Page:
"If you stay close to nature, to its simplicity, to the small things hardly noticeble, those things can unexpectedly become great and immeasurable". Rainer Maria Rilke.
Finally after skirting and flirting with the lake we were going it experience it up-close. Entering Sibiloi NP was not in itself going to be a big deal as there are very few in the way of wild animals there. However to get close to the lake one had to pay the requisite park fees and in the past many had done their best to avoid these fees by passing to the east of the park boundaries, far from the lake. However these boundaries have now been extended further east and it is difficult to find a reliable way around the park merely to avoid these costs. After all the travail of the route I really would advise all to bite the bullet, pay the fees and spend the next couple of days on the lakeside, getting to appreciate this unique setting even more. It seems such a pity not to do so! You can avoid the park camping (but not entry) fees by camping at Koobi Fora, which is far cheaper and falls under the Kenyan National Museums. There is also a little ruse which we worked, enabling us to wild camp on the far north of the lake for our last night. This has been used by others but I am by no means advising the avoidance of park fees, just that you might be able to avoid paying them when in fact the parks people think you are camping at Koobi Fora. Wild camping is in fact not allowed in the park, we were told it was for security reasons. The people at Koobi Fora do not issue receipts so there is no easy way of checking up on how many nights you actually camped there. There was in fact also no check point at the exit in the north of the park, but I suppose you might be stopped and checked by a passing park’s vehicle.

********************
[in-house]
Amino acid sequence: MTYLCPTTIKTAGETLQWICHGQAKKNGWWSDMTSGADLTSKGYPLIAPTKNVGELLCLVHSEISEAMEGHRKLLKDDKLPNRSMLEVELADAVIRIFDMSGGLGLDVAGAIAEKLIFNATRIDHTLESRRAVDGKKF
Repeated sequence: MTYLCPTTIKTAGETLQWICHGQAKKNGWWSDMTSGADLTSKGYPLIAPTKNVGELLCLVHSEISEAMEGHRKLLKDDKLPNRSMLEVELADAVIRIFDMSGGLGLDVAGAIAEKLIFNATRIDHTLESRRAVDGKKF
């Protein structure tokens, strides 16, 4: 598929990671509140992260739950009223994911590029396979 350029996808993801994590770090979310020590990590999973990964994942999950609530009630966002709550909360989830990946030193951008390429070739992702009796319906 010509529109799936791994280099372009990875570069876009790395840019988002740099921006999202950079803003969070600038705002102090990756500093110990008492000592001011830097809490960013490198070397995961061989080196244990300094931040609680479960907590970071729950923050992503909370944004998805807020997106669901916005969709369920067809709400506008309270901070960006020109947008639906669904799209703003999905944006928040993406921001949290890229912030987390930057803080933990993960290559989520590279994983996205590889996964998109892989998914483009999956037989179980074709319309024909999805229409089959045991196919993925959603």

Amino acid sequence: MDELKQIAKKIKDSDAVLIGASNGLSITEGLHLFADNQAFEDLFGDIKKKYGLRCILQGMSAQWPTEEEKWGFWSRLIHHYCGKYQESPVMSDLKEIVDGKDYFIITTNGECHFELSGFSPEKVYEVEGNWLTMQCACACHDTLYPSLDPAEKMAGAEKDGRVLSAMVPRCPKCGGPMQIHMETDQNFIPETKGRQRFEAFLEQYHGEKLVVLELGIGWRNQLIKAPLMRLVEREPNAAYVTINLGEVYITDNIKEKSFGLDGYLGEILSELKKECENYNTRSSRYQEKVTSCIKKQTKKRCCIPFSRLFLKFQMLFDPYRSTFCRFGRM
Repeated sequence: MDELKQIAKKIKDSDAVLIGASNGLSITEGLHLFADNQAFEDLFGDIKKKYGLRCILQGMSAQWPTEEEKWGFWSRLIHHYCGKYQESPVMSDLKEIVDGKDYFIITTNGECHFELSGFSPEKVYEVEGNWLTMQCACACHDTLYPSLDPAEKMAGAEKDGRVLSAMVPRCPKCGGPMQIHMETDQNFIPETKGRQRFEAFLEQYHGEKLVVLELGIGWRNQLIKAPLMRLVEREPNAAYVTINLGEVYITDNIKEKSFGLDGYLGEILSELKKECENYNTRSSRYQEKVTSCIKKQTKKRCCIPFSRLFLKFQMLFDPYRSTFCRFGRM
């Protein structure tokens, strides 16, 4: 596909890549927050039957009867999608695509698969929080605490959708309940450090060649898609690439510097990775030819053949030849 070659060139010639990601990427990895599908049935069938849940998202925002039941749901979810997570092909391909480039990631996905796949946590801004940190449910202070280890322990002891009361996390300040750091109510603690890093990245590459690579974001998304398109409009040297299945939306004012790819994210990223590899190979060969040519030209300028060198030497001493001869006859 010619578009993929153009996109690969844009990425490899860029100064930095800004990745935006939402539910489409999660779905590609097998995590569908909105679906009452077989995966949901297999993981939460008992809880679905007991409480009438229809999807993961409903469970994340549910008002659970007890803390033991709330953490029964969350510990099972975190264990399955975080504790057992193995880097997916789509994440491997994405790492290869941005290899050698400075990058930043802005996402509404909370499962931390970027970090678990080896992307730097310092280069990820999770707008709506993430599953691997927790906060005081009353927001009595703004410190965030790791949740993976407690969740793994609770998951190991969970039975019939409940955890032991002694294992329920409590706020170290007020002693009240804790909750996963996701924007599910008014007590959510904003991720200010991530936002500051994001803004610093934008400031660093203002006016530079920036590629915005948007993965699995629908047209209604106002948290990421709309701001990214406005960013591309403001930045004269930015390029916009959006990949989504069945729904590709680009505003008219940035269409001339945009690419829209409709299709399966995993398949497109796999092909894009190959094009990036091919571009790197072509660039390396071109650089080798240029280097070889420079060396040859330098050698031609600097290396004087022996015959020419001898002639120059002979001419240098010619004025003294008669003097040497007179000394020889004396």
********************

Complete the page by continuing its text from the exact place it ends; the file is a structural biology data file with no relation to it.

After a rather disturbed night from the wind flapping our tent and roaring through the palms, we filled up with the excellent water from the well at Palm Shade and once again made a reasonably early start to our third last leg through Lake Turkana. We had wanted to take our time over this taxing but extremely rewarding route both to spare our vehicles as far as possible, but also to make the most of a once in a lifetime experience. One can do it in less but this would either entail covering one or other of our legs in a single day, which would be taxing on the driver and the vehicle, or would mean wild camping which was deemed not so safe these days and we can confirm that camping places without locals are hard to come by outside the park. Others may prefer to take an alternate route via Nanyuki, Isiolo, Samburu NP, Archer’s Post, Laisamis and South Horr. However we would be covering some of these sections on our southbound trip via the Moyale and Marsabit border crossing. Our route from Nairobi to Turmi in Ethiopia would take us 7 very rewarding nights. I have only ever come close to experiencing this sort of isolation and hostile beauty in the Koakoveld in the north of Namibia. As it turned out we were only to see 2 other vehicles in 7 days and that was on exiting the park. We were in fact the only tourists in the park, a group of 3 vehicles having passed north about a week before. As one of the motorcyclists in Nairobi said to me after completing this leg, “it’s so damn isolated you could end up dying out there if the s..t hits the fan”. The maximum temperature on the road yesterday was 42C.
There are signs indicating the road to North Horr, which the locals can show you too, it is the main road through the village. This day’s drive is not along the lakeshore. One first heads northeast towards North Horr but turn left (northwest) after 39km at N03 03,766 E36 47,882 towards the Karsa Gate of Sibiloi NP. This section of the road was good. The next waypoint is the Karsa Gate of Sibiloi NP at N03 40,769 E36 17,597. One now drives along flat featureless plains. The road is flat and a little sandy interspersed with areas of volcanic boulder hopping. At least there are no corrugations. Here we met a French biker on a cheap Chinese Boxer motorbike. We had a fairly long chat, after Turkana he is heading for South Sudan, we did not think he was a full box of chocolates!